Five Things Students Can Do for the Census

EDITOR’S NOTE: The recommendations in this post are for students in general. Information specific to Georgetown University will be updated as it becomes available. [2/26/20]

August 22, 2019 | Kell Crowley

The U.S. government takes a census — a population count — every 10 years, as mandated by the Constitution. The 2020 census’ goal is to count each person living in the United States “once, only once, and in the right place” starting on April 1. The census is a foundation of our democracy and a way for everyone to be represented in our government. The data is used to distribute federal funds to states, to determine apportionment in the House of Representatives (how many representatives each state gets) and to determine redistricting within states. These uses of census data will guide decision-making and federal funding for the next decade, so getting an accurate count of every single person living in the U.S. on April 1, 2020 is absolutely essential.

With record high distrust in government, the fact that this is the first online census, and likelihood of coordinated disinformation campaigns, the accuracy of the 2020 Census count is in jeopardy. That said, here are five ways anyone on a campus can help make the 2020 Census as accurate as possible:

  1. Reach out to clubs. Share the importance of the census, and ask them to raise awareness through their networks. For example, community service clubs that tutor in immigrant communities can ask their tutors to do a lesson plan about the census, including key information — such as the fact that responses are confidential by law. This means other agencies cannot access the data to identify individuals for deportation. With the current distrust in government, hearing about the census from a trusted community partner can encourage responses. You can point clubs to resources like Census 101 from censuscounts.org. 
  2. Spread the word about census jobs. The Census Bureau is hiring and recruiting, and having dedicated workers is essential to getting an accurate count! Let gig workers like your Uber/Lyft drivers and your friends taking a gap year know that they can go to 2020census.gov/jobs to find a variety of temporary jobs around the U.S. Wages are competitive and paid weekly. You must be a U.S. citizen, 18 years or older, and have a valid Social Security number to be eligible. 
  3. Flier and chalk in the lead-up to April 1, 2020. This is a great way to make sure positive census messaging is everywhere! Students regularly flier around campus, but think about heading into the surrounding neighborhoods. This ensures everyone in the greater community understands the importance of responding to the census. To make fliers, you can use resources such as Census Counts for more details about the impact of the census.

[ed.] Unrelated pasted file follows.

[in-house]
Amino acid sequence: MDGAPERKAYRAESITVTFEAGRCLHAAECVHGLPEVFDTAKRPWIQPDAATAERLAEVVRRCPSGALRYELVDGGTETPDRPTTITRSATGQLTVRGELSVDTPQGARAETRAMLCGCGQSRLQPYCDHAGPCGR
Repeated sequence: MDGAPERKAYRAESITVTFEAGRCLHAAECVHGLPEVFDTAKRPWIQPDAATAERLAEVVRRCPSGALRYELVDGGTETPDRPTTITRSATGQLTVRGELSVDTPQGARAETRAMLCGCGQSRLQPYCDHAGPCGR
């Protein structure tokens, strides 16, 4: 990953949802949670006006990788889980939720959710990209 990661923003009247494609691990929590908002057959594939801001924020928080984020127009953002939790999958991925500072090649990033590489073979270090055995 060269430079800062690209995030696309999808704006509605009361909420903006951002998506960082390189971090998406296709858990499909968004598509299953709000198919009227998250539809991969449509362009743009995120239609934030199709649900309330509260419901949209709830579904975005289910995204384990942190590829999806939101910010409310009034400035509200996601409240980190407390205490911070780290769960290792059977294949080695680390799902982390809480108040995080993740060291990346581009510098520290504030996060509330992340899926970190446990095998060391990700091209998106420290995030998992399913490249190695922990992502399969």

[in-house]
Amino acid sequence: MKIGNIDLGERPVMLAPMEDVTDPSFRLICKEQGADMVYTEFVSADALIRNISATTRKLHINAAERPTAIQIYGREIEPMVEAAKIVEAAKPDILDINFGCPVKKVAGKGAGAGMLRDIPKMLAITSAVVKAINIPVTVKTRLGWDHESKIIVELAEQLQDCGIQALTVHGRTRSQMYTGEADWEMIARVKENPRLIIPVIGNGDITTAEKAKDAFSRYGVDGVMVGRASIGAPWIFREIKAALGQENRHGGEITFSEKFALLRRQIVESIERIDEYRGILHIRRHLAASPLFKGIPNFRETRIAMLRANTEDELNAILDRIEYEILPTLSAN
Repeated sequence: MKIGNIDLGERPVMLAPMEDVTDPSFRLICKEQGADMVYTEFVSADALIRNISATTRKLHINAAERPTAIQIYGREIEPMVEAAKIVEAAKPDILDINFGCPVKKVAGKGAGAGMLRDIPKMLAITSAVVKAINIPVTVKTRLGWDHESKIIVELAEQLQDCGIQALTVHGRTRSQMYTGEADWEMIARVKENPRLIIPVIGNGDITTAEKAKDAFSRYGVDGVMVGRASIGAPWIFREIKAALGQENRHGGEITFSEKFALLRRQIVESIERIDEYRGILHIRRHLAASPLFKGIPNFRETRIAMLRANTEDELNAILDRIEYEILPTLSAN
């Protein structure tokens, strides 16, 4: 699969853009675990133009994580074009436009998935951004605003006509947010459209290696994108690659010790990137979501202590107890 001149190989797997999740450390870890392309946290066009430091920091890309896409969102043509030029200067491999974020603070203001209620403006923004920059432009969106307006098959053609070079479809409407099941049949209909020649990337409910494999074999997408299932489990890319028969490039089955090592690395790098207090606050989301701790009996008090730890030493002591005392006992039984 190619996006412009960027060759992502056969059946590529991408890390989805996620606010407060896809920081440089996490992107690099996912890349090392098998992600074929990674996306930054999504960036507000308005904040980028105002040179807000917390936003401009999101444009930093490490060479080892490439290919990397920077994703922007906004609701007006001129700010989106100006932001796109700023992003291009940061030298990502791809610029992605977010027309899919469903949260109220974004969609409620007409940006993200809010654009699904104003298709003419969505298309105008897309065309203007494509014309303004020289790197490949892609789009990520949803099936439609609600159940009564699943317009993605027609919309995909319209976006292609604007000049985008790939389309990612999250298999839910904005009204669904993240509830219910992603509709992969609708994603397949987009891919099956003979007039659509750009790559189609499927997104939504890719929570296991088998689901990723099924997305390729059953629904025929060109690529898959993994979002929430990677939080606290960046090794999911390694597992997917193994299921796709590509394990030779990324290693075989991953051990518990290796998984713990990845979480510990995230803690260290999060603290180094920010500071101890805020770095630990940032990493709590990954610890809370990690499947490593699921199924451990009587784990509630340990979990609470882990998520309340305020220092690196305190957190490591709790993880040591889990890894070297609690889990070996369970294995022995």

4. Incorporate the census into your classes. Most schools have civic courses, but even if yours doesn’t, the census can fit into pretty much any class. Use it as the basis for a project in a computer science class, think about messaging in marketing, or write an essay about it in your language class. Every student in every one of your classes should know about the census and why it’s vital to our democracy.
  5. Flag disinformation and misinformation. As we’ve seen in elections, the Internet provides a space that can spread false information spread by both bad and misinformed actors. Correct this information without amplifying it. For more information about flagging posts on social media, check out this resource.

College students and the census: Where do you count?

Talk to your parents about where you count. Make sure they know to fill out their form, and whether or not you should be on it.

College students living away from their parents’ or guardians’ home while at college in the U.S. are counted at the residence where they live and sleep most of the time

    • If you live in student housing, you do not need to respond to the census. A school administrator will respond for anyone in student housing, which includes dormitories, residence halls, apartment-style housing where residents enter into “by the bed” leases, and fraternity/sorority houses recognized by the college or university.
    • If you live in off-campus housing, your household will receive an invitation in the mail to participate in the census. Designate a time for your roommates to sit down together and have one person to fill out the form for everyone in your household.

College students who are U.S. citizens living outside the United States while attending college outside the United States are not counted in the statewide census.

Commuter students (college students living at their parents’ or guardians’ home while attending college) are counted at their parents’ or guardians’ home. Your parent should include you as a resident when they respond to the census.

The 2020 Census data touches everyone living in the United States. Recognizing and sharing these ideas will have a huge effect on your local community. By ensuring that the greatest number of people are represented, a richer dataset will be collected and the information will have a larger impact in the years to come. 

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